It's significant, some might say even remarkable, that Irwin's article appeared in The New York Times, since it is a flat out criticism of elite leadership over a number of decades and a warning to elites to improve their performance or deal with the consequences. But I think it still misses the most important question. That question is whether there is a global crisis of elites or a global crisis of democracies? I'm afraid I think that the crisis of elite leadership is only a symptom of the underlying cause of a broader global crisis of democracy. Read below the fold...

letsgetitdone's picture

Real Fiscal Responsibility: What Chris Hayes Said

I'm interrupting my series on Government Real Fiscal Responsibility to being you this special post, on something Chris Hayes said relating to Real Fiscal Responsibility. Back in February of 2014, he tweeted:

Recently, that tweet along with an image has been making the rounds on Facebook as an Alternet photo. The sound bite in the tweet looks great, after the manner of a logical truism.

But, logically, it doesn't follow, because one can easily say that as long as the Government implicit in the statement isn't a currency issuer, but a currency user who must acquire its funds by taxing or borrowing alone, that Government can involuntarily run out of funds. And it is conceivable that funds might be raised to fund a war, while that same Government might not have the funds available to take care of the people who fought for the nation, without defaulting on its obligations. Read below the fold...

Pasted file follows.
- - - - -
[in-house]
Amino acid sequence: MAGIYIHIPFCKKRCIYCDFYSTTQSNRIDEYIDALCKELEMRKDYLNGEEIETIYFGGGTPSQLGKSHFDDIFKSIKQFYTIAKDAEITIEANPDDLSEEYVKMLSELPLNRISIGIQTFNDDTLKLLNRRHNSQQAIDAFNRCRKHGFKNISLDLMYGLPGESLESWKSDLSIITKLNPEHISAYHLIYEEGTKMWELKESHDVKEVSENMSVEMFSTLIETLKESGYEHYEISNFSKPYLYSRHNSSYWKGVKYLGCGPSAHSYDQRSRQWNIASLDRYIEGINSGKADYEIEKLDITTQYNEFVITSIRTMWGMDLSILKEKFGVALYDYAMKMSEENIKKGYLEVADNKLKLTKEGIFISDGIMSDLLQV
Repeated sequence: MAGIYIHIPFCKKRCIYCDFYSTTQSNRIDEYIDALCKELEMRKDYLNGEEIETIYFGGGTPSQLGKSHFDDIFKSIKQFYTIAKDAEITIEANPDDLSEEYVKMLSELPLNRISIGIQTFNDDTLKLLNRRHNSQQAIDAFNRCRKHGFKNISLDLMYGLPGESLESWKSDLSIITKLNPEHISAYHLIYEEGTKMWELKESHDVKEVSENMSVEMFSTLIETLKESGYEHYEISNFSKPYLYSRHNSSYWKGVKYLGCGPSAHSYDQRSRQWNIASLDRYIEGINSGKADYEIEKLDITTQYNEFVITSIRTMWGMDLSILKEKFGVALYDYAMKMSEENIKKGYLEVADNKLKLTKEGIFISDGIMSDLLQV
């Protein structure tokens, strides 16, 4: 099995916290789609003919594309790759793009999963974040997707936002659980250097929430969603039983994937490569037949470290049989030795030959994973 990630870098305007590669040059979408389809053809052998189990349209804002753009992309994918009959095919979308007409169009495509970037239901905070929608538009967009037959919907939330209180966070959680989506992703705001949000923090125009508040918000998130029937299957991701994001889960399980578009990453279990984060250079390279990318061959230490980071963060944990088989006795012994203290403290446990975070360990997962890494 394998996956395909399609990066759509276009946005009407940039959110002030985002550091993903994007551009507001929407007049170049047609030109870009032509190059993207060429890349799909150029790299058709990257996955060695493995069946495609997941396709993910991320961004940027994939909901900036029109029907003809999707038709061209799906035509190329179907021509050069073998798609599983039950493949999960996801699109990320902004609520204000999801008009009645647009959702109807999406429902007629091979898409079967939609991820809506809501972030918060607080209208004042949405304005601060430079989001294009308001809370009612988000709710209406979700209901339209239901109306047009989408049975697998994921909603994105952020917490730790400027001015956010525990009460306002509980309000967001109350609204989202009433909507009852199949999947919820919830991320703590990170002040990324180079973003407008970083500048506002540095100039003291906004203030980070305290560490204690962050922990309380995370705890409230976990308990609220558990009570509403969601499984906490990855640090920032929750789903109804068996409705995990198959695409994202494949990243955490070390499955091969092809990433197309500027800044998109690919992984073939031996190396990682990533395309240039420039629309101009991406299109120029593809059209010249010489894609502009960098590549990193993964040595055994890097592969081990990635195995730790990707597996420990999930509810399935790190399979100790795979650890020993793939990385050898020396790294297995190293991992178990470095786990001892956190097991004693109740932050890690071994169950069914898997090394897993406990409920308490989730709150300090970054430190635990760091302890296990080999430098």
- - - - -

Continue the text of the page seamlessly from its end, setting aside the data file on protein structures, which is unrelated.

letsgetitdone's picture

Real Fiscal Responsibility 5; Carter: Environmental Degradation

This, the fifth post in a series evaluating the fiscal responsibility/irresponsibility of the Governments of the United States (mostly the Congress, the Executive Branch, and the Federal Reserve) by Administration periods, beginning in 1977 to 1981 with the Jimmy Carter period, will cover the performance of the Government on the environment and climate change aspect of “public purpose.” Posts 1, 2, 3, and 4, discussed some basic definitions and assumptions of the series and evaluated Government performance relating to economic stagnation, living wage full employment, price stability/inflation, implementing universal health care, and educational reform.

I've explained why fiscal responsibility is closely connected to the idea of public purpose, in this post prior to beginning the series. You'll want to read it, if you want to know what I mean by “public purpose,” and see what else that pregnant term includes, apart from enhancing the environment.

In the first post, I also claimed that the Government of the United States has been fiscally irresponsible in every Administration period since 1977, because its fiscal policies have largely worked against key aspects of public purpose. The first 4 posts supported that claim across 5 aspects of public purpose, as will this one. Future posts in this series will attempt to document it across additional aspects of public purpose. Read below the fold...

letsgetitdone's picture

Ending austerity’s reign of error

by

Alice Marshall